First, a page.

Who knew that watching SNAKE INVADERS could be so addictive? But I’ve procrastinated enough. On to part deux of my Open House New York experience.
Site #3 – Ukrainian Institute of America. Also known as the Sinclair House on 79th and 5th Ave. I’d admired this building every time I made my way to the Met. Its imposing facade did not seem inviting though so I never ventured in. When I saw that it was part of the roster for OHNY, I could not resist the chance to peek into this wonderful piece of architecture.
Our guide through the house was the program director who was superbly well versed in every historic detail right down to the cost of electrical upgrades of the mansion. I did not catch his name but he was an impeccably dressed young guy who looked like he walked off the set of Mad Men. He was so generous and knowledgeable in his narration, it blew me away.
Designed by the notable architect C.P.H Gilbert, the mansion evokes a French Gothic style. It was commissioned by Isaac Fletcher in 1898 and bought by Henry Sinclair, an oil baron in 1920. It subsequently was sold to August Stuyvesant who eventually left the house in disrepair upon his death in the 50′s. William Dzus, a Ukrainian businessman and philanthropist swooped in to buy the property for the equivalent of $1.5 million in today’s currency! (Speaking of great deals, did you know that Peter Stuyvesant purchased the island of Manhattan from the Lenape tribe for $24 in 1626? It’s debatable, but don’t you wish that you had $24 back in 1626?… hmmm…) Mr. Dzus founded the Ukrainian Institute of America and it continues its mission today of promoting Ukrainian art and culture.
A grand central stair sweeps up from the main foyer and winds through the core of the house. The circulation divides the house into an east and west wing. Like many other grand old houses of its era, there was a narrow stairway in back for servants so that they could move around without being seen or heard . Each room had a call button designed into the woodwork that would send for the servants. And oh, how ornate the woodwork is too; lions heads adorn the archways and delicate wooden tendrils swirl up along the bannisters.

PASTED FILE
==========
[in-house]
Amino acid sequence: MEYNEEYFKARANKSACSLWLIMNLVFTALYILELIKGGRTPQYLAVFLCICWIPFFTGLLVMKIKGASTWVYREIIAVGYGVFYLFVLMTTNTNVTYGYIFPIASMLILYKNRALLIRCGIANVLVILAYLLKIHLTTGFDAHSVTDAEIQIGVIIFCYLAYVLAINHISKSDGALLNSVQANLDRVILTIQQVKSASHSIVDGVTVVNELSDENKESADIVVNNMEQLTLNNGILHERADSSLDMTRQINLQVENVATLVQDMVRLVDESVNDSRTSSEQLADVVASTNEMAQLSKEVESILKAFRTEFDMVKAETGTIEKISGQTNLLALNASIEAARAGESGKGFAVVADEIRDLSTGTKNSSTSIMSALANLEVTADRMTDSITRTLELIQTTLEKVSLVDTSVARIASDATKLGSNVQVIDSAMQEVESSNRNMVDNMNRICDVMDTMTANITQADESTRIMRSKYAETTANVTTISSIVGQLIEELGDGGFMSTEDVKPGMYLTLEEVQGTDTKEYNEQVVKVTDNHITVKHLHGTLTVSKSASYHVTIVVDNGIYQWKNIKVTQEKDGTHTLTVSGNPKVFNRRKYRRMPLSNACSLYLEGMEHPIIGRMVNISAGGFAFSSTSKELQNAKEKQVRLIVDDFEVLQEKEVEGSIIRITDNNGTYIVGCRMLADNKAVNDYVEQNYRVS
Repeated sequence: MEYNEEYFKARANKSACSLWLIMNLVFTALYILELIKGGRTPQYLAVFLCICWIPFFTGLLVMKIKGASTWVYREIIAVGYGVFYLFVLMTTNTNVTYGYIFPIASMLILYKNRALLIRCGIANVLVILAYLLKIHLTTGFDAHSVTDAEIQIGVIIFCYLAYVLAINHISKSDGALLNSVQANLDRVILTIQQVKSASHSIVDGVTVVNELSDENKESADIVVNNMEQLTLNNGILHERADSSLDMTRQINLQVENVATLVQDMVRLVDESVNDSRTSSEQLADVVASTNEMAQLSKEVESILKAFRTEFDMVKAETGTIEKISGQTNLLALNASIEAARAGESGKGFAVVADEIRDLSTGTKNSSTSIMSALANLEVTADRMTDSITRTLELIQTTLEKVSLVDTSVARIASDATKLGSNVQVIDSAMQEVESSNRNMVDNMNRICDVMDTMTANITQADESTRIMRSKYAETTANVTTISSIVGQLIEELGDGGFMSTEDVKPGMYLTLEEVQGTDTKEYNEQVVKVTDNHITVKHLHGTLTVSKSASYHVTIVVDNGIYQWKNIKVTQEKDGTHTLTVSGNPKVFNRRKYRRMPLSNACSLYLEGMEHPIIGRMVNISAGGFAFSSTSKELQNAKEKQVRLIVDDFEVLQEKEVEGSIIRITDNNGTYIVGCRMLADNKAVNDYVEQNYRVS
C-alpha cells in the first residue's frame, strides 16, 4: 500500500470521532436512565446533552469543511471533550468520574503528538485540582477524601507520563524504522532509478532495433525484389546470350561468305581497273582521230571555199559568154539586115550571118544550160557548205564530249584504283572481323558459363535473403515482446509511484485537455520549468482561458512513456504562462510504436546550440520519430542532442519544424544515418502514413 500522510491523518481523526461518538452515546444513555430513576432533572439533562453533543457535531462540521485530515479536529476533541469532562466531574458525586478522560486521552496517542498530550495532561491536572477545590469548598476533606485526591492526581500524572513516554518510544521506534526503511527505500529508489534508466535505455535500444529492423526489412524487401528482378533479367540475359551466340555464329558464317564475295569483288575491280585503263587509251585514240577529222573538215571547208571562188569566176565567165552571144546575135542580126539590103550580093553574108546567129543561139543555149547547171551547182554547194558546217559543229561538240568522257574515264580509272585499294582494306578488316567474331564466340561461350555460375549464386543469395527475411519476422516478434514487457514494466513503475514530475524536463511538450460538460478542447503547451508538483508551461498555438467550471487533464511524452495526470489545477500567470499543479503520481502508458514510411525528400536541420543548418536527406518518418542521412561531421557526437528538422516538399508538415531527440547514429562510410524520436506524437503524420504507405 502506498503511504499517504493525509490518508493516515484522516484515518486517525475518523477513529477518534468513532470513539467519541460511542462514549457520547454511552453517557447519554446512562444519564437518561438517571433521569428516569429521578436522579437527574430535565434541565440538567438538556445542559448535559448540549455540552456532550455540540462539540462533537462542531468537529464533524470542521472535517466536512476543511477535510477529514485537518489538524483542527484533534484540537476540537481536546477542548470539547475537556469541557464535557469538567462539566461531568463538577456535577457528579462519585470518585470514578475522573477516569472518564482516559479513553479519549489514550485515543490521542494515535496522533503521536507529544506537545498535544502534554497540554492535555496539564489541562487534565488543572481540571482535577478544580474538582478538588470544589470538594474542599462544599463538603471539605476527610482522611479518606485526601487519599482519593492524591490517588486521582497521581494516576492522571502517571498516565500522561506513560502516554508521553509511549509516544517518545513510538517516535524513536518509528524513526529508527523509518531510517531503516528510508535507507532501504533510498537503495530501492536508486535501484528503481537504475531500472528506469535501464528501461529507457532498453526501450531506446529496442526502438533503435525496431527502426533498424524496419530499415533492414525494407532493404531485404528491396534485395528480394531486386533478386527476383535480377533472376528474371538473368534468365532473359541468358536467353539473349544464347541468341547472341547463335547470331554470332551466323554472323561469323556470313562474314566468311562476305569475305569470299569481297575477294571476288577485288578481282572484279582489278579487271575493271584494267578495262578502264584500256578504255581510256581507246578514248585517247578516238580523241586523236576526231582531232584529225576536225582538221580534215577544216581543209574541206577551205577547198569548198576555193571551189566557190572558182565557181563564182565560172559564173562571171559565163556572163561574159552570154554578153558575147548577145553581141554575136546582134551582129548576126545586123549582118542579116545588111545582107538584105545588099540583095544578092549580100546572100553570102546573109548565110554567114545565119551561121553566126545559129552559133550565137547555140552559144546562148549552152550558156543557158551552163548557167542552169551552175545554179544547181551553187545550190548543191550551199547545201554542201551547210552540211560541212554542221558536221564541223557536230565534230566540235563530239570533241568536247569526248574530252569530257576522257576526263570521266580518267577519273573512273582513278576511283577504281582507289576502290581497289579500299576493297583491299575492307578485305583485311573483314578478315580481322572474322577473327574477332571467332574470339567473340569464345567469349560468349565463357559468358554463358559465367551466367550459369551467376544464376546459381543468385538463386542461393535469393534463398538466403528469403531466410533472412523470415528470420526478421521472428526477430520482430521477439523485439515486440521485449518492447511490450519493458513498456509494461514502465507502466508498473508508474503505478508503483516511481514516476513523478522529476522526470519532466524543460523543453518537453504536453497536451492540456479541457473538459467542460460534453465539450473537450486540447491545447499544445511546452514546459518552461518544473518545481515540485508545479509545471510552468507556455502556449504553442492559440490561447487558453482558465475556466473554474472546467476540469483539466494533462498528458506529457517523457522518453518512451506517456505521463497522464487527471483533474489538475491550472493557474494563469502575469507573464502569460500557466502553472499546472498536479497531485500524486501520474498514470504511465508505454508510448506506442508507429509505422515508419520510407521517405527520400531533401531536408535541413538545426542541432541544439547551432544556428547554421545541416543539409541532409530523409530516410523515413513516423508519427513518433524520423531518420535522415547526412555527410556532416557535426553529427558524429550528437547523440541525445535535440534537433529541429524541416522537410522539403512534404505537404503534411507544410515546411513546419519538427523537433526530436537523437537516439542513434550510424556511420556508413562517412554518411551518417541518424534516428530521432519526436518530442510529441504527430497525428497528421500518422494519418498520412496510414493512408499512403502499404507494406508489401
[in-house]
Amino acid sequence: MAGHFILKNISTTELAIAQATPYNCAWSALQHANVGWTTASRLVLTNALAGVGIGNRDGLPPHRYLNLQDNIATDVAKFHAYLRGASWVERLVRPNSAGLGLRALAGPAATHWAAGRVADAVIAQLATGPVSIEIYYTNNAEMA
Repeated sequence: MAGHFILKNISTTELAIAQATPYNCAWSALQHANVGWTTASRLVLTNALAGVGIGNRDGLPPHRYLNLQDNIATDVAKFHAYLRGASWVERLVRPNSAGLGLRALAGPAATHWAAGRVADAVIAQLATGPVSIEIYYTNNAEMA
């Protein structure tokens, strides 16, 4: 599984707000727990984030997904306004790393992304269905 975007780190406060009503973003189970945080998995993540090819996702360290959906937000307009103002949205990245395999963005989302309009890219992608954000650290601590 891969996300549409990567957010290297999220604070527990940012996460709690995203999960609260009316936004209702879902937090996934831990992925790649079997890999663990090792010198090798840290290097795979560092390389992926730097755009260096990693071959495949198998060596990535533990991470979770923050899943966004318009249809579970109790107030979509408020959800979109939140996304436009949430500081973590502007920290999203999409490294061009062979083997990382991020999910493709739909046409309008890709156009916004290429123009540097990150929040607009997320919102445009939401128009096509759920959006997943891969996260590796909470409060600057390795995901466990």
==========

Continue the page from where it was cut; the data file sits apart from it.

I did not jot down the original program of each room but I believe the drawing room was on the first floor, followed by the main bedrooms and parlor on the second and finally library on the third floor. The general public is allowed to wander freely through the first 3 floors of the building. There are 2 more higher floors which housed the servants quarters and children’s bedrooms but now are accessible only by staff.
A unique feature that our guide pointed out to us were the 200lb solid wood doors that are original to the building. The hinges from 1898 are the still the same ones that are used today! (IKEA, can you take note please?) Also of interest is the oval (powder ?)room that connected the husband’s and the wife’s rooms. Four curved doors are built into the wall and each of them still function. That is some quality workmanship.
Okay, last interesting item to note: the built-in scale in the bathroom! How marvelous, yet slightly intimidating. I guess this is how you set the pressure on for squeezing into those Victorian era corsets.
Dear readers, I highly recommend stopping by this gorgeous historic landmark when you’re in the area next. Appearances are deceiving. What I took to be stand-offish building is in fact a very welcoming warm cultural center. They do offer tours and hold public exhibitions and programs throughout the year. Not to be missed!